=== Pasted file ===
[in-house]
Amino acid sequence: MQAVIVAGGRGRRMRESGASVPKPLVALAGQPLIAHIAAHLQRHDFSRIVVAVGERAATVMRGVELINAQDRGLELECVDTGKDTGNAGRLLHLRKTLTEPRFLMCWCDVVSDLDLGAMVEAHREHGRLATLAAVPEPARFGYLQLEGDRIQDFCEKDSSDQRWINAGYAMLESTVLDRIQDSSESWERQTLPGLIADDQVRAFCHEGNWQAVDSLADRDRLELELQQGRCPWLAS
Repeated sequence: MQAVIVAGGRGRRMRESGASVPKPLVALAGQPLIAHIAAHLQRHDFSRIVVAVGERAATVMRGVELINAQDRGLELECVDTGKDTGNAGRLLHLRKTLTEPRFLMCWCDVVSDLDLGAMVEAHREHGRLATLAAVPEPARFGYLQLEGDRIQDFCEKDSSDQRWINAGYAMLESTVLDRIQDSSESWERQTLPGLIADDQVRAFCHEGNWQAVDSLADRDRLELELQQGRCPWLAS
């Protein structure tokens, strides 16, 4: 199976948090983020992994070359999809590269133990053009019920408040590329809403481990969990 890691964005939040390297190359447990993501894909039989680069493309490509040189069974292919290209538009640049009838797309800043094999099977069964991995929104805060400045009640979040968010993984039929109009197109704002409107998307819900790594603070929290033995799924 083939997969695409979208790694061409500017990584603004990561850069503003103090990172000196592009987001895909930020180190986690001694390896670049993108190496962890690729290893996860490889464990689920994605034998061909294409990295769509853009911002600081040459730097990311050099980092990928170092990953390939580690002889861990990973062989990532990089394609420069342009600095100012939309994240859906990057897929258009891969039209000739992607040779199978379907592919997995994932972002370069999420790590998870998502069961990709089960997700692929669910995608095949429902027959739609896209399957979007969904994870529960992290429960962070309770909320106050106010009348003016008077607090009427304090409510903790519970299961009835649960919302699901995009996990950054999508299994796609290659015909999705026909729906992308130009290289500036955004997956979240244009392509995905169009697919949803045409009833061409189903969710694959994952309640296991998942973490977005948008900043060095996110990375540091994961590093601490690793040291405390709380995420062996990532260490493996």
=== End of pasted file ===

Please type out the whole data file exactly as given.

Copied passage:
[in-house]
Amino acid sequence: MQAVIVAGGRGRRMRESGASVPKPLVALAGQPLIAHIAAHLQRHDFSRIVVAVGERAATVMRGVELINAQDRGLELECVDTGKDTGNAGRLLHLRKTLTEPRFLMCWCDVVSDLDLGAMVEAHREHGRLATLAAVPEPARFGYLQLEGDRIQDFCEKDSSDQRWINAGYAMLESTVLDRIQDSSESWERQTLPGLIADDQVRAFCHEGNWQAVDSLADRDRLELELQQGRCPWLAS
Repeated sequence: MQAVIVAGGRGRRMRESGASVPKPLVALAGQPLIAHIAAHLQRHDFSRIVVAVGERAATVMRGVELINAQDRGLELECVDTGKDTGNAGRLLHLRKTLTEPRFLMCWCDVVSDLDLGAMVEAHREHGRLATLAAVPEPARFGYLQLEGDRIQDFCEKDSSDQRWINAGYAMLESTVLDRIQDSSESWERQTLPGLIADDQVRAFCHEGNWQAVDSLADRDRLELELQQGRCPWLAS
């Protein structure tokens, strides 16, 4: 199976948090983020992994070359999809590269133990053009019920408040590329809403481990969990 890691964005939040390297190359447990993501894909039989680069493309490509040189069974292919290209538009640049009838797309800043094999099977069964991995929104805060400045009640979040968010993984039929109009197109704002409107998307819900790594603070929290033995799924 083939997969695409979208790694061409500017990584603004990561850069503003103090990172000196592009987001895909930020180190986690001694390896670049993108190496962890690729290893996860490889464990689920994605034998061909294409990295769509853009911002600081040459730097990311050099980092990928170092990953390939580690002889861990990973062989990532990089394609420069342009600095100012939309994240859906990057897929258009891969039209000739992607040779199978379907592919997995994932972002370069999420790590998870998502069961990709089960997700692929669910995608095949429902027959739609896209399957979007969904994870529960992290429960962070309770909320106050106010009348003016008077607090009427304090409510903790519970299961009835649960919302699901995009996990950054999508299994796609290659015909999705026909729906992308130009290289500036955004997956979240244009392509995905169009697919949803045409009833061409189903969710694959994952309640296991998942973490977005948008900043060095996110990375540091994961590093601490690793040291405390709380995420062996990532260490493996």